I’m nearing the end of Anna Karenina – I’ve got less than 100 pages to go – and it saddens me so much to know that I must come to the end of this novel that has not only kept me company but comforted me and taught me various things over the last few months. I know I can always just re-read it, and I probably will one day, but there are so many other books I want to read that I’m sure it will be a very, very long time before I do.
The other day when I was reading (probably on the bus on the way to work), I paused for a moment, and looked at the book in my hands – I had the book open, but I was looking at the actual book, not the words on its pages. It brought a sad smile to my face to see how few pages remained in my right hand, while my left hand held all the chapters I’d already read. It was a bittersweet feeling.
I think I mentioned somewhere in a previous post that I wanted to write separate posts for each of the main characters (or, I suppose, for the ones I consider to be main characters) but I wasn’t sure if I would follow through with that idea. I’m still not sure if I will, but, at the very least, I wanted to write one for Levin – Konstantin Dmitrich Levin. [If you choose to read on, please note that there will be spoilers in this post.] Continue reading
You probably all know the expression “no use crying over spilt milk” or some variation of it, right? Well, whenever I hear it, I think of this one time in my childhood when I actually did cry over spilt milk – not just figuratively speaking, but literal spilt milk and literal crying.
I was quite young at the time (maybe six? maybe four?) and it would’ve been at home one day, in the kitchen. I really don’t remember the circumstances surrounding it, but I remember there was milk spilt, and for some reason I was really upset and cried.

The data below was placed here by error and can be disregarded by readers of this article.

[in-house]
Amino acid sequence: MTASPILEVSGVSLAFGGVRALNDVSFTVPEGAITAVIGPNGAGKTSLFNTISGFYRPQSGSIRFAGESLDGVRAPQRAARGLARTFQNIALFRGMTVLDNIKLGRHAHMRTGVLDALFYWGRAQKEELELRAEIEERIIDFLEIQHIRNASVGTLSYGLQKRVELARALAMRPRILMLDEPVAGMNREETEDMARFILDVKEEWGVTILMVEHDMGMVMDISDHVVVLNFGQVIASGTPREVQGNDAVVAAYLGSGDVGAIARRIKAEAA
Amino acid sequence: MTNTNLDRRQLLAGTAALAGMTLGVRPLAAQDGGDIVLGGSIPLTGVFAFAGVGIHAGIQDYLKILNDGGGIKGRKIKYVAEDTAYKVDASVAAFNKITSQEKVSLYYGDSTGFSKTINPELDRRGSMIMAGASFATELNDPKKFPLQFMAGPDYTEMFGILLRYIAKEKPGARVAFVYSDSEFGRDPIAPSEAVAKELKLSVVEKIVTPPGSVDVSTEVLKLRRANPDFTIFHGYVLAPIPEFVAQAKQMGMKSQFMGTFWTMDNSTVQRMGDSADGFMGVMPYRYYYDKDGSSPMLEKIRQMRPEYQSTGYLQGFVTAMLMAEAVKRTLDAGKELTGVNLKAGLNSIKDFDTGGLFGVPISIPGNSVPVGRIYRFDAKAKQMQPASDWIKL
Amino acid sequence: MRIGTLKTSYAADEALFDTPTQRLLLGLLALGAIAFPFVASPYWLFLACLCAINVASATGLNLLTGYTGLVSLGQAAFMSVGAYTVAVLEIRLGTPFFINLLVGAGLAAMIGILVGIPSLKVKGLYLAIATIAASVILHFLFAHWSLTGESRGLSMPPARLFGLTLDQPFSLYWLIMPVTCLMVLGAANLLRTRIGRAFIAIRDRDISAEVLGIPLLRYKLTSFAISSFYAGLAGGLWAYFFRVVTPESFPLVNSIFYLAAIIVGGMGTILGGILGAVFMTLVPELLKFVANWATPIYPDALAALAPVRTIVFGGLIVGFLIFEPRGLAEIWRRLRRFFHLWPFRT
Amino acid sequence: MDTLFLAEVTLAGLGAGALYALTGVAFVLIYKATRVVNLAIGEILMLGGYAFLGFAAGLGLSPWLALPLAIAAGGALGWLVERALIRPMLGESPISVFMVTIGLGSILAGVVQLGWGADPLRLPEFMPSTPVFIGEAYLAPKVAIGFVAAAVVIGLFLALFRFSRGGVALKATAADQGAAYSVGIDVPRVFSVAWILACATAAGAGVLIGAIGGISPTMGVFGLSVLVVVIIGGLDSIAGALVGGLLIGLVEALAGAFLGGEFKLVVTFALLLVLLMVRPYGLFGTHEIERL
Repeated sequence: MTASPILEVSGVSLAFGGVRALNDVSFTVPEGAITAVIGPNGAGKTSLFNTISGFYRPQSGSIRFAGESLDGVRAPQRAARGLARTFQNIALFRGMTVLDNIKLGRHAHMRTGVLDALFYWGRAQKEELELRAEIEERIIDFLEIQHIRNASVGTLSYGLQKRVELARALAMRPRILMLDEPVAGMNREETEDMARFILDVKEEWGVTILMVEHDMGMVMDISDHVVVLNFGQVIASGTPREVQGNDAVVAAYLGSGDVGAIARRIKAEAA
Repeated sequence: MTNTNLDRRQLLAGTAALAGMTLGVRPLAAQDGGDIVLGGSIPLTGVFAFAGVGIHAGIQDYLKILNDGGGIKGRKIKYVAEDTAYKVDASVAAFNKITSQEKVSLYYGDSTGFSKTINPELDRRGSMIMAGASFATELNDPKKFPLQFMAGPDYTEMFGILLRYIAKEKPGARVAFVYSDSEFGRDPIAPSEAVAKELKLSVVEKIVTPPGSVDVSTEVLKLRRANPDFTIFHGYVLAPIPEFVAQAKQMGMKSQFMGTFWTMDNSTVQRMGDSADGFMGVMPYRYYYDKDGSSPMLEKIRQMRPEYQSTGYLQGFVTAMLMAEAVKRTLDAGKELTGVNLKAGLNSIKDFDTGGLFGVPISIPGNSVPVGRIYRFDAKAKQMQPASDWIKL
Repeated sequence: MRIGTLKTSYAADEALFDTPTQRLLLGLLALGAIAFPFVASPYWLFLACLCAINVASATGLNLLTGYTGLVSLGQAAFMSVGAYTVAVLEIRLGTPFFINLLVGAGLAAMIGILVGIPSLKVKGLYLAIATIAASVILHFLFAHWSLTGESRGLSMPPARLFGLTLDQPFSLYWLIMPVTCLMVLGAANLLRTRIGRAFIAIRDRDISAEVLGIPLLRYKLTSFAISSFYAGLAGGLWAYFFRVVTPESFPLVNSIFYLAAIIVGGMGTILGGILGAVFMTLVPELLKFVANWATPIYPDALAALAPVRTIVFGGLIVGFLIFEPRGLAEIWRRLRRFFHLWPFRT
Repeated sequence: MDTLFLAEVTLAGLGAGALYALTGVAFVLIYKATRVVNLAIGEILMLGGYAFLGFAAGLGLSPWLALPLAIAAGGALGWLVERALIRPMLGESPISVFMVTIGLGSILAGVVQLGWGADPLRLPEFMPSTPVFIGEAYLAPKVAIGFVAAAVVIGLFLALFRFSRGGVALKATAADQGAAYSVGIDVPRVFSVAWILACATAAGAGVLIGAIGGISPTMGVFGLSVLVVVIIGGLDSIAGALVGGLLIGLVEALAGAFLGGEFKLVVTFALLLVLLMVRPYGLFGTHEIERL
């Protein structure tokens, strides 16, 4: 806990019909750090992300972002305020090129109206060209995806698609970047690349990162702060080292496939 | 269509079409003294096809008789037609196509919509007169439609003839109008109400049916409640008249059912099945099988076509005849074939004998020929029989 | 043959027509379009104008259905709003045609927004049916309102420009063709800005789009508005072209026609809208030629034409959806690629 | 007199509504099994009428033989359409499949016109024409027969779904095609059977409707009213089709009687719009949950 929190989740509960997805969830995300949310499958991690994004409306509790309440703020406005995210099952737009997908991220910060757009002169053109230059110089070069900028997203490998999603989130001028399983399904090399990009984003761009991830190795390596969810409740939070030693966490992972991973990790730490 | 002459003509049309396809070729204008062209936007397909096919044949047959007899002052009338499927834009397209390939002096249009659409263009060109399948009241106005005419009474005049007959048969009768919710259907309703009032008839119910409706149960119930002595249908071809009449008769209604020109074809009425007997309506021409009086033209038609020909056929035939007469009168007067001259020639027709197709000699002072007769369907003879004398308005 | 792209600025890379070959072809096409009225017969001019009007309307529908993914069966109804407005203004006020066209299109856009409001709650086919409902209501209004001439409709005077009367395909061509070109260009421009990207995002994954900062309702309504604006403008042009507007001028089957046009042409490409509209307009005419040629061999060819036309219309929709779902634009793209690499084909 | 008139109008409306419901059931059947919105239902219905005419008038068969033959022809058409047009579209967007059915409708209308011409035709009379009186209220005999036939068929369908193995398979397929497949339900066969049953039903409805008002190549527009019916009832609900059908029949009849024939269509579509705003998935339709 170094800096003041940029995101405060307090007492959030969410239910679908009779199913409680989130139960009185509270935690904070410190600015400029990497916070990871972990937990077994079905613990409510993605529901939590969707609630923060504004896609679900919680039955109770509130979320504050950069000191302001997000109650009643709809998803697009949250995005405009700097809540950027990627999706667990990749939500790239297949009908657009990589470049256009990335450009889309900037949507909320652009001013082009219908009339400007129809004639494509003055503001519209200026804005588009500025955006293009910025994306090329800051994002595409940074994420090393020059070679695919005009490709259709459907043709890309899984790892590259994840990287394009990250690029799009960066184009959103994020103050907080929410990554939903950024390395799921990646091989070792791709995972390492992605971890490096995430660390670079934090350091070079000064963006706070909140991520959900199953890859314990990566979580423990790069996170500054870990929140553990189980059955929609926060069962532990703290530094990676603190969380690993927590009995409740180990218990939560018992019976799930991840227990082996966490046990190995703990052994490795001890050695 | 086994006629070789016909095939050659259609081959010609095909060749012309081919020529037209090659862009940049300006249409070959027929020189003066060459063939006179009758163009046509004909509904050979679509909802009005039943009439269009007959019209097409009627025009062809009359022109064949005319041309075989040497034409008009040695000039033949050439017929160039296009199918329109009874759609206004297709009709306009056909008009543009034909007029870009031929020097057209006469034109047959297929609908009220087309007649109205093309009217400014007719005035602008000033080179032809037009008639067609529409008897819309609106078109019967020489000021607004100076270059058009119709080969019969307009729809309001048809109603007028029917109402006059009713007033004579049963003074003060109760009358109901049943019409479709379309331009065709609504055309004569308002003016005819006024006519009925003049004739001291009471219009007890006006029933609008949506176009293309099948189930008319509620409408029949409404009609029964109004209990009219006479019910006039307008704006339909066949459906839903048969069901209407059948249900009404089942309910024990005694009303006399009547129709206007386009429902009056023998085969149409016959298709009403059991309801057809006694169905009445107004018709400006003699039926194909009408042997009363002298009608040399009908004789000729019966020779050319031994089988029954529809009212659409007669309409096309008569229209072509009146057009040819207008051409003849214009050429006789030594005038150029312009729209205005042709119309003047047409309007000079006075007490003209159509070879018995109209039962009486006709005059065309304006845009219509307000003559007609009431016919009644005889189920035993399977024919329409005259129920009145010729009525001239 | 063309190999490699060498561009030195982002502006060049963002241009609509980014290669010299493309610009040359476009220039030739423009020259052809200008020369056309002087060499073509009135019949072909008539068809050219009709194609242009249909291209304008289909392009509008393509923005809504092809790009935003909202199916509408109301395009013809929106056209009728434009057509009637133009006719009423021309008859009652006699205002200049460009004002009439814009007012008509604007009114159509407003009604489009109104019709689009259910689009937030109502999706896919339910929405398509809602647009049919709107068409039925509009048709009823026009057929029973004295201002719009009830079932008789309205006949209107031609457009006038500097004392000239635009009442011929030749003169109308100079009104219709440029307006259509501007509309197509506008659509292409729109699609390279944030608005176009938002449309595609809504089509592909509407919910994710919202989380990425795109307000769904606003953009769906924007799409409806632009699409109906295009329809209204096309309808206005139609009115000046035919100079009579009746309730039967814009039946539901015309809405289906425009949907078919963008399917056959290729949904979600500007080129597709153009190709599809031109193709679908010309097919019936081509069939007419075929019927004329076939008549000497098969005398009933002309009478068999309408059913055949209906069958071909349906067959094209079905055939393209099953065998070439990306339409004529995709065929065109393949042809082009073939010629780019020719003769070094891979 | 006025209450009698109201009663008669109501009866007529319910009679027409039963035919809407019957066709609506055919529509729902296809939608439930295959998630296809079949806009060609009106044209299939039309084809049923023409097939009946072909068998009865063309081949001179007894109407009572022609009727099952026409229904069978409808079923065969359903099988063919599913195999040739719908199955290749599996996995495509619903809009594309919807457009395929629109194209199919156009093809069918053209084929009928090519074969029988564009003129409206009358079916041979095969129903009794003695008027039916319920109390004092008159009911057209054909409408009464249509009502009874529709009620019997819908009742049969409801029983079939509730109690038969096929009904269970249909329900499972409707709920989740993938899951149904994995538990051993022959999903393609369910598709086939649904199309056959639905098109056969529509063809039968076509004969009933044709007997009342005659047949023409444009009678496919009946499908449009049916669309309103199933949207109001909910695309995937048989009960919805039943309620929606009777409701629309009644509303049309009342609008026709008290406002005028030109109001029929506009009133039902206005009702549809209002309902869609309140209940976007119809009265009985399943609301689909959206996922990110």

It’s been a while since I did a Meditations post. You could be forgiven for thinking that I’d forgotten or finished with them (you could also be forgiven for forgetting about them altogether). But, no, the book still sits prominently on my desk, and I still flip through it from time to time. Various passages also flit around my mind every so often, and I try to remind myself of the things that I learnt from these writings of Marcus Aurelius.
When I read F. Scott Fitzgerald’s Tender is the Night last year, I hadn’t expected that it would have such a long-lasting impact on me.
Since early last year some time (?) I’ve been keeping a book of quotes. It’s just a random notebook in which I record quotes from books and other places – quotes that made me pause, or that lingered in my mind long after I’d turned the page. Perhaps they are particularly well-worded or poetic, but the main reason I record them is because I can relate and can see the truth in them.
All through my childhood and school years, I did quite well academically. I liked school (mostly), I enjoyed learning new things, and I relished any opportunity to show that I was a bright and capable student (except I was never that kid who put their hand up to answer questions in class).
After finishing high school, I went straight into university, and did my Pharmacy degree. Although there was a bit of an adjustment phase to this new learning structure, I did enjoy university too. There was something of a thrill in being presented with this new level of intellectual challenge.
A lot of lunchtime conversations at work revolve around food. The other day, we happened to be talking about corn, and whether it was better to use canned corn or frozen corn. Unless you really like corn, this might seem like it’s going to be a boring post, but it’s actually not about corn at all. It’s about plastic.